The Office of Tax Simplification (OTS) have published a report containing proposed changes relating to Inheritance Tax (IHT). The Government will decide which of these rules will become law.
What has been proposed for business?
Currently if a business is regarded as trading for IHT purposes then Business Property Relief (BPR) will apply and no IHT will be due on the value of the business. BPR is available if a company is regarded as ‘wholly or mainly’ trading, by more than 50% (looking at business activities as a whole). This test is far more generous than the test for trading status on a capital gains tax transaction, where a company may have no more than 20% of its activities as investments. The proposal is to align the test for BPR with CGT reliefs.
The concern would be that many mixed businesses would struggle to attain valuable BPR relief, impacting the ability to pass a business down to the next generation free of a tax burden. Mixed businesses, such as property companies who redevelop property and retain old stock which has not been sold and currently let, could fail to meet the 80% trading test.
Further alignment of the rules is suggested as OTS have stated that the CGT uplift that occurs on death if an asset is covered by an IHT relief should be removed. The uplift occurs as the assets will pass to the next generation at probate value, washing out any capital gain on the asset that was made during the deceased’s lifetime.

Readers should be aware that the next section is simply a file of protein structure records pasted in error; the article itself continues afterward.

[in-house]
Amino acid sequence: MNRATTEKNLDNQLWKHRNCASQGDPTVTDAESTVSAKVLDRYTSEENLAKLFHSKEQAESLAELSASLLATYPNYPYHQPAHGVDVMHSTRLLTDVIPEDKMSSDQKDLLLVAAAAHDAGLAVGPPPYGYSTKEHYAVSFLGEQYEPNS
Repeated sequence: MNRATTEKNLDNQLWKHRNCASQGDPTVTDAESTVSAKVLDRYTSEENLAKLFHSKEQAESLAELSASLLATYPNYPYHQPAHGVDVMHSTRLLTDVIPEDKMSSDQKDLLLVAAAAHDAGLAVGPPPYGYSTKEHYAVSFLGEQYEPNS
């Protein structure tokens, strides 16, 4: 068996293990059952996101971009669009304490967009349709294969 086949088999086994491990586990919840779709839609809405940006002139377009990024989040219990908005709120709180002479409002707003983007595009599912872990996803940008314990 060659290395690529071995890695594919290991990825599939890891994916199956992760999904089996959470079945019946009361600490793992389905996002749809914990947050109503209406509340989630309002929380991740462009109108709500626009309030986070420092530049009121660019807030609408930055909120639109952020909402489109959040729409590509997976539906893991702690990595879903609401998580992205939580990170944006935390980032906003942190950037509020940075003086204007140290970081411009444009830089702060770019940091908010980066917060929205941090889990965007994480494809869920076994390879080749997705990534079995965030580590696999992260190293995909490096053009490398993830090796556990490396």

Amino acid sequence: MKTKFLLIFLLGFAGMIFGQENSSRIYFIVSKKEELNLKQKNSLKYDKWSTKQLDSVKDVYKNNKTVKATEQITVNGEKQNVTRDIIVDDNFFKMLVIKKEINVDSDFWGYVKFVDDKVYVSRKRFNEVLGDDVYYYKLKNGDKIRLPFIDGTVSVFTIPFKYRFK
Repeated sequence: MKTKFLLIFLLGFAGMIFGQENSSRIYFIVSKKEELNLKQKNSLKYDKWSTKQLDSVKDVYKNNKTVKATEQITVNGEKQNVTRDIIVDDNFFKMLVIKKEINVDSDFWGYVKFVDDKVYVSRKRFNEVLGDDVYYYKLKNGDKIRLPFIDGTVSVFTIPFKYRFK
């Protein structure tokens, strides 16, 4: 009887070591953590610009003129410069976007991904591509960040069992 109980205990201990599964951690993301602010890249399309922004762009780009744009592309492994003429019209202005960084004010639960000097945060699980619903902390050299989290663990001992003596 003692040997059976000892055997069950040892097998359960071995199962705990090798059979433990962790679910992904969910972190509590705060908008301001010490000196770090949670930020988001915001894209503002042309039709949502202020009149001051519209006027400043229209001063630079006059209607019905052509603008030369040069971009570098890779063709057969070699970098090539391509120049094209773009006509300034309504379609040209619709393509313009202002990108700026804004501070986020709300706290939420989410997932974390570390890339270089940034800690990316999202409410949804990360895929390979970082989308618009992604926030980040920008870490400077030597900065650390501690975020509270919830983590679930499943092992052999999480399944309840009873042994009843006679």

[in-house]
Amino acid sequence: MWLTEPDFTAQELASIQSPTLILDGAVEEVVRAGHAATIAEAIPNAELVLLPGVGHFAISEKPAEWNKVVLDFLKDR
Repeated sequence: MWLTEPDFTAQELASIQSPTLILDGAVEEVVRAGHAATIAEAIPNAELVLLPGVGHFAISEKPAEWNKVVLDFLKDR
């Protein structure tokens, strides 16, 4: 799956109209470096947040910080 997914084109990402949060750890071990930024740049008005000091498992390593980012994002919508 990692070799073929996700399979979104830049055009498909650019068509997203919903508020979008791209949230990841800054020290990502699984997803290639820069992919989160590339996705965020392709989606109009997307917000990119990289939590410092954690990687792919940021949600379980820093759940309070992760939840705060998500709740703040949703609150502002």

What has been proposed for Limited Liability Partnerships?
Proposals to review the IHT treatment of Limited Liability Partnerships (LLP) for the purposes of BPR trading requirements has also been suggested. Use of LLP structures, particularly surrounding the property business, have increased in recent years and careful consideration will need to be had for long term structuring of these businesses.
What has been proposed for ‘gifts’?
When a gift is made during an individual’s lifetime it is usually made to a connected person, which means capital gains tax can be due as the asset is deemed to pass across at market value with the donor assessed to tax as if the actual market value proceeds had been received, regardless of whether any money changed hands. The IHT position is different and the gift of an asset would be a PET (Potentially Exempt Transfer) which is subject to a claw back of IHT if the donor does not survive seven years or more after making the gift.
The proposal in this area is to consider simplifying lifetime gifting and creating an annual allowance. In addition, the seven-year period required before gifts are exempt from IHT would potentially be reduced to five. Taper relief which is currently available on the seven year period would also be abolished.
Succession planning will need further thought as the Government continues to redefine the tax landscape.
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